Force Majeure

Coronavirus | Advice for Contractors, Engineers & Employers

Our last blog looked at whether contractors are entitled to claim for an extension of time and/or costs because of the effects of Coronavirus and examined the provisions under the FIDIC Red and Yellow Books.

This was our standpoint just four short weeks ago, at a time when some contractors were anticipating that delays may be caused by supply chain problems associated with plant, goods or materials sourced from China and the few travel restrictions which were then in place.

Our advice was that provided the Contractor can demonstrate delay to the Time for Completion and/or the incurrence of Cost, he will be entitled to an extension of time and may be entitled to claim for additional payment for Cost incurred.

Since then though things have changed drastically. Some countries are on total lockdown with people having to stay at home. Many countries have imposed travel bans. So, the effects of Coronavirus have now become extreme and are likely to be long-lasting.

As a result, HDP directors decided that it would be helpful to examine the options available to the Parties as the situation continues to develop. Again, we shall look at the provisions of the FIDIC Red and Yellow Books.

Suspension

The Employer may consider that if the Contractor is not able to proceed with the Works for the foreseeable future, it may be sensible to suspend the Works to minimise any cost which may become due to the Contractor.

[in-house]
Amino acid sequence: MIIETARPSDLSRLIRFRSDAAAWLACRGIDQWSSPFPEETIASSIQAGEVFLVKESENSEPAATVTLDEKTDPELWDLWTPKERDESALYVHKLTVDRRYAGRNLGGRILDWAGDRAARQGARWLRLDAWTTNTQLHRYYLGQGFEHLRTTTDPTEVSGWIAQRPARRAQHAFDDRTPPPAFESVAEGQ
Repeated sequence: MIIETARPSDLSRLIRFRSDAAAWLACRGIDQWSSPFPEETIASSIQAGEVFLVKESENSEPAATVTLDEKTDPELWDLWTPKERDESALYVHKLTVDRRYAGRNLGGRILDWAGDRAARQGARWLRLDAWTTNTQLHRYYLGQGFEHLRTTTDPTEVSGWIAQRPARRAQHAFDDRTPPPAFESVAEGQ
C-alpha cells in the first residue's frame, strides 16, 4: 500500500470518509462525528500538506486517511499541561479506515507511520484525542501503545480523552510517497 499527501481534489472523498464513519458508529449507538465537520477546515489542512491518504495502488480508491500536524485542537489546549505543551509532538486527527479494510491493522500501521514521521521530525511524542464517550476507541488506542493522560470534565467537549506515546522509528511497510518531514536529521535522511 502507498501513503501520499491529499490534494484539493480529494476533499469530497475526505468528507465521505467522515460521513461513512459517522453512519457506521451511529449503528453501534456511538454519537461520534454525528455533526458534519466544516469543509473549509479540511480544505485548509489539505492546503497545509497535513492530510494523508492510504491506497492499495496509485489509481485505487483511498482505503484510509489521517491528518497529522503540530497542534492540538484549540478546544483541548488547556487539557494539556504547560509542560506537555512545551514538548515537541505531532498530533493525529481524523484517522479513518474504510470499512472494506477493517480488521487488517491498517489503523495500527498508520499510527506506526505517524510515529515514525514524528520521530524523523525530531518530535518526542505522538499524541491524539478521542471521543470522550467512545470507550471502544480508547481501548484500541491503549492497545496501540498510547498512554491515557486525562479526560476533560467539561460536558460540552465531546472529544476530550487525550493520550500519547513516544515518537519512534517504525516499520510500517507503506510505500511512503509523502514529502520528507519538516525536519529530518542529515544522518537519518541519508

Sub-Clause 8.8 (Suspension of Work) allows the Engineer to issue a suspension instruction and the Contractor is obliged to protect, store and secure the Works against deterioration, loss or damage, so this would effectively ‘mothball’ the project until the Employer decides to lift the suspension. In a case of suspension, the Contractor would be entitled under Sub-Clause 8.9 (Consequences of Suspension) to an extension of time and the payment of Costs including mobilisation and demobilisation costs, so the Employer must weigh up the options here.

Sub-Clause 8.11 (Prolonged Suspension) however, allows the Contractor to terminate the Contract if the suspension affects the whole of the works and the suspension period continues for more than 84 days. We are unsure how contractors will react as and when things return to normal and operations are resumed. Presumably though, many of them will be willing to pick up where they left off.